The National Highway Traffic Safety Administration (NHTSA) once conducted a study and revealed well over 380,000 distracted driver-related accidents occurred in 2011. No real surprises here.

Research shows texting and talking on a cell phone both dramatically increase the risk of an accident.

All these sobering facts lead to a conclusion — no driver should be on the road in New Jersey or anywhere else without adequate insurance in place.

One brief glance away from the road could mean a major accident. And it bears repeating no control exists over the other drivers and their habits.

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Always review a decent number of insurance quotes from top providers to be sure the best amount of insurance coverage is in place. Never become complacent with a current policy. Steps should be taken every six months to review three or four new quotes.

Remember, distracted driving is the number one cause of fatal car crashes.

Maxing out liability insurance to deal with a potential wrongful death claim might be advised. Procuring an umbrella policy for even more coverage could be a good move, too.

Purchasing significant coverage under personal injury protection (PIP) may be with the extra investment.

– New Jersey is Cracking Down on Distracted Driving

Since New Jersey is a no-fault state, personal injury protection is mandatory. It is possible to file a claim with one’s own insurance company in the event of an accident. Receiving settlement for injuries or property damage might end up being a lot less stressful this way.

Even though the police in New Jersey are cracking down on distracted driving, they cannot stop distracted driving. Drivers need to keep this in mind when looking over insurance policies.

Collision coverage is also worth investing in to protect damage to a vehicle. A distracted driver could damage their own car by driving it into their own property.

$1,200 worth of body work can be reduced to $700 after paying the $500 deductible on a collision claim. Maybe the insurance company will pay for a rental car while the vehicle is in the shop.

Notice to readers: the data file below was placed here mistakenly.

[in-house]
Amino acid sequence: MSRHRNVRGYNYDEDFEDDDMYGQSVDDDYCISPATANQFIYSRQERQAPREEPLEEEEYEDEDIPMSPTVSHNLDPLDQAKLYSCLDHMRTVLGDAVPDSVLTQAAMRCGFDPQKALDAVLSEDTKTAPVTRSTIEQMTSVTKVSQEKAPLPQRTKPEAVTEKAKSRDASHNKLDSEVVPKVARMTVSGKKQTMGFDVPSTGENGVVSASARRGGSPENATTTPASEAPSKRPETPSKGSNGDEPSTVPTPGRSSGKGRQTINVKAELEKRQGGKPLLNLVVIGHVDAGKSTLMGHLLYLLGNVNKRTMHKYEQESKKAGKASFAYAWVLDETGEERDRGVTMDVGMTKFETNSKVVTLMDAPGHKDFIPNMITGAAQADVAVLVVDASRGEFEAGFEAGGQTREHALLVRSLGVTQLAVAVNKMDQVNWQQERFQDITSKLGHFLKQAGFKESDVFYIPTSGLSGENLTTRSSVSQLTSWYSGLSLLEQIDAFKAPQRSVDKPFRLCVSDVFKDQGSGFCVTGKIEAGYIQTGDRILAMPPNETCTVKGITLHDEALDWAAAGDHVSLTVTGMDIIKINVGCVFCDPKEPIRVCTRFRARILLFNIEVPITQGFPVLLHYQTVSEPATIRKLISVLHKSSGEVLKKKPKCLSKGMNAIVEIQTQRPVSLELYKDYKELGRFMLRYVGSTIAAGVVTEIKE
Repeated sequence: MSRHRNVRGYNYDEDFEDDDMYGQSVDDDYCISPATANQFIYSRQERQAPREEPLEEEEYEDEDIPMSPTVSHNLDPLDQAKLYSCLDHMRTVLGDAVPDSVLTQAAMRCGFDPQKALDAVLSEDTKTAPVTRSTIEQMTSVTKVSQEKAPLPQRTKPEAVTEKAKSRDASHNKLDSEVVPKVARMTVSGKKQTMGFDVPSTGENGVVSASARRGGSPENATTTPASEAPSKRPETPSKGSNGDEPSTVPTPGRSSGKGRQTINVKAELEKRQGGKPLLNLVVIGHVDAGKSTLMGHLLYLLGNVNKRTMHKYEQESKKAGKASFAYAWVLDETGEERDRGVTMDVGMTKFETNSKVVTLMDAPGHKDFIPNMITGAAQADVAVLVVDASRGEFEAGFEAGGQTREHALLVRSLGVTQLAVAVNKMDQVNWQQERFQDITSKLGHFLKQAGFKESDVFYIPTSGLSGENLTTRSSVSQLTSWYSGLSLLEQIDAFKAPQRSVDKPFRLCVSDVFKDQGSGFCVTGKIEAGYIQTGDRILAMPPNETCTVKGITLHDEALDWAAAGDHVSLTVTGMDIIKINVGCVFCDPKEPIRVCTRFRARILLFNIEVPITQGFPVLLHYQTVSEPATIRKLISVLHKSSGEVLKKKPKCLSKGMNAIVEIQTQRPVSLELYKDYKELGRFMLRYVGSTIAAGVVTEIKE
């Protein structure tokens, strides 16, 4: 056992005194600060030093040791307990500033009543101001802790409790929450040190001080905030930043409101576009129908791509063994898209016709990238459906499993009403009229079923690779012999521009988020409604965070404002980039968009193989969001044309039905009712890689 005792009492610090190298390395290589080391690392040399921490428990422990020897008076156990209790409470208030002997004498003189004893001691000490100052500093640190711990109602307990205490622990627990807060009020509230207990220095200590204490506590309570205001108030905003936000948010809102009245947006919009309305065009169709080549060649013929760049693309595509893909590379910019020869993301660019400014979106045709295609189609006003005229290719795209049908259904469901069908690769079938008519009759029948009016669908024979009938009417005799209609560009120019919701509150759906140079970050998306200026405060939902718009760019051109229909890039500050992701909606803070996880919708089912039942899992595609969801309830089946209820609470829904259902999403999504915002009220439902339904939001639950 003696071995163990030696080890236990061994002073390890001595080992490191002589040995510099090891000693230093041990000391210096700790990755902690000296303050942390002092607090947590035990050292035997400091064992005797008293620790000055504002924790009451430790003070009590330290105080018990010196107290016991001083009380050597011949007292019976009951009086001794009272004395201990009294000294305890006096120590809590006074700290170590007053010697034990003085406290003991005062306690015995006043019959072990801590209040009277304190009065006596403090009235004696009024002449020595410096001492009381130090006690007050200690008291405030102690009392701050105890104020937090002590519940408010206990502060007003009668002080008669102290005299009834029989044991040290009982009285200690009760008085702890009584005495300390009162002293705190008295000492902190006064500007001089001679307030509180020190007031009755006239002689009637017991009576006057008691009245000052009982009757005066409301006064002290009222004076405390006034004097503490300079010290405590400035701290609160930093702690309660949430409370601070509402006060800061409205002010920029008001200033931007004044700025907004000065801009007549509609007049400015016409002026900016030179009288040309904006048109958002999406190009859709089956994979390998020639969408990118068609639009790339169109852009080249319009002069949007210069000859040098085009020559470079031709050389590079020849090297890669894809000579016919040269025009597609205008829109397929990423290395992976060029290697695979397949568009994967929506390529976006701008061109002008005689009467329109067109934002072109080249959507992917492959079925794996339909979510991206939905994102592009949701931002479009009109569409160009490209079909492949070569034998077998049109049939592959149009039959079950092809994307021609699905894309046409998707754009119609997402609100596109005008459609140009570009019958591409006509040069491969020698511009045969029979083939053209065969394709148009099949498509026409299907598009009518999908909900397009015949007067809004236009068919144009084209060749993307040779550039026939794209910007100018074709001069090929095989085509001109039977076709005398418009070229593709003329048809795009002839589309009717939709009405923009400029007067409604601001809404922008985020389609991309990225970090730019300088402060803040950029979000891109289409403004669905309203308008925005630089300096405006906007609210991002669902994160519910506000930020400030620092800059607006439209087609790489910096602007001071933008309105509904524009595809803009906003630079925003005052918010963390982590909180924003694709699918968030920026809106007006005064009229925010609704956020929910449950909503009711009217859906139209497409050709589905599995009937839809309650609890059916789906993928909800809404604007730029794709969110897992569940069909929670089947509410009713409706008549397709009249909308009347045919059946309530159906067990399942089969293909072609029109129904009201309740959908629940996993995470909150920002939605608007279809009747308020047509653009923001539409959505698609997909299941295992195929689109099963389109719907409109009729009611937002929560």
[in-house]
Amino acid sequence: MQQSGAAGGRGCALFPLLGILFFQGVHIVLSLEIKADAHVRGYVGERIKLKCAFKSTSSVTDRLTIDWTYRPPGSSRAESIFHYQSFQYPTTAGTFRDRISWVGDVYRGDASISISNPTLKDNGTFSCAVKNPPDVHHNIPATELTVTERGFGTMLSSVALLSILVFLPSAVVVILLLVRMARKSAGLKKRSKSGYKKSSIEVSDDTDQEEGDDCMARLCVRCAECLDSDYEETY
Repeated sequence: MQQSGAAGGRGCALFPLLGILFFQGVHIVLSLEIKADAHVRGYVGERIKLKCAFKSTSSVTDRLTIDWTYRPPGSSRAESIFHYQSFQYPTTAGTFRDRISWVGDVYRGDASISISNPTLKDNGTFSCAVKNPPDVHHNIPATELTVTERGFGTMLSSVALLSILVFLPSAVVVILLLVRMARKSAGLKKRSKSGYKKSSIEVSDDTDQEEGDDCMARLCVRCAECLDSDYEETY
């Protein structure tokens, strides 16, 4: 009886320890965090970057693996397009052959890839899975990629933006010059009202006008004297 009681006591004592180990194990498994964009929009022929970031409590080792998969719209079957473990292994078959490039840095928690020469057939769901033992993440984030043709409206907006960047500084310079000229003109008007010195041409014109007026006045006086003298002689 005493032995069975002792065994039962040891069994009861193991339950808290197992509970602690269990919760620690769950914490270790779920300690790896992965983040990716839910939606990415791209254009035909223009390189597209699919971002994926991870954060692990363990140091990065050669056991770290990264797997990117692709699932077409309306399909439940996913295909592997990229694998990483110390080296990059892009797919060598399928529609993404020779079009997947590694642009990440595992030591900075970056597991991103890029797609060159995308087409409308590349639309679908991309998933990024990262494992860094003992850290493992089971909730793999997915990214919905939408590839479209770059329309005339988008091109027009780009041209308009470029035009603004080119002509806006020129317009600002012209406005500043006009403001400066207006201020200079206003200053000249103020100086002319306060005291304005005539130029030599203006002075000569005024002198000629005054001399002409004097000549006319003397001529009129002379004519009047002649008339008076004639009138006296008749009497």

Take saving money as a further endorsement for performing comparison shopping. The biggest endorsement, however, goes towards taking the necessary steps to prevent becoming distracted while driving.

Ways to Avoid Distracted Driving

Drivers need to take care of themselves and anyone else who may be affected by poor driving. A little bit of effort goes a long way towards reducing the potential for any instances of distracted driving.

Here are a few solid tips on how to avoid distracted driving:

– Don’t Use a Cell Phone

Cell phones are probably the most obvious of all since the running theme so far has been to point out talking and texting cause dangerous distractions.

Don’t use the phone unless there is an absolute emergency. Even then, if possible, driving off the road and parking before making a call would be safer.

– Keeps Pets Carefully Secured

Pets should remain in carrying cases or other pet store-acquired means of keeping them in place.

A dog jumping out while traveling on the highway can lead to a massive accident. Taking this risk is not advisable even for those who own a very obedient pet.

– Program the GPS

Losing one’s bearings or making a wrong turn can lead to an accident.

Few think of being lost as a form of distraction, but it certainly is.

Program a GPS long in advance of driving away. Don’t fumble with the GPS while in route. This advice would be no different than messing around texting.

– Stay Calm

Avoid getting flustered on the road; it embraces distractions.

Becoming angry, annoyed, or discontent behind the wheel means the mind is focusing on something beyond what exists on the road.

The Responsible New Jersey Driver

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Accepting responsibility is the key to dealing with distracted driving. Being more responsible cannot eliminate all risks and potential disasters, but more can be gained through responsible action than without.

A responsible driver takes clear steps to reduce the chances of being distracted by not engaging in poor driving behavior.

Responsibility also extends to purchasing a strong auto insurance policy and one with the maximum amount of protections.

Looking to reduce the chances of your car becoming a victim of distracted driving? Enter your ZIP code below and start comparison shopping today for the best auto insurance coverage!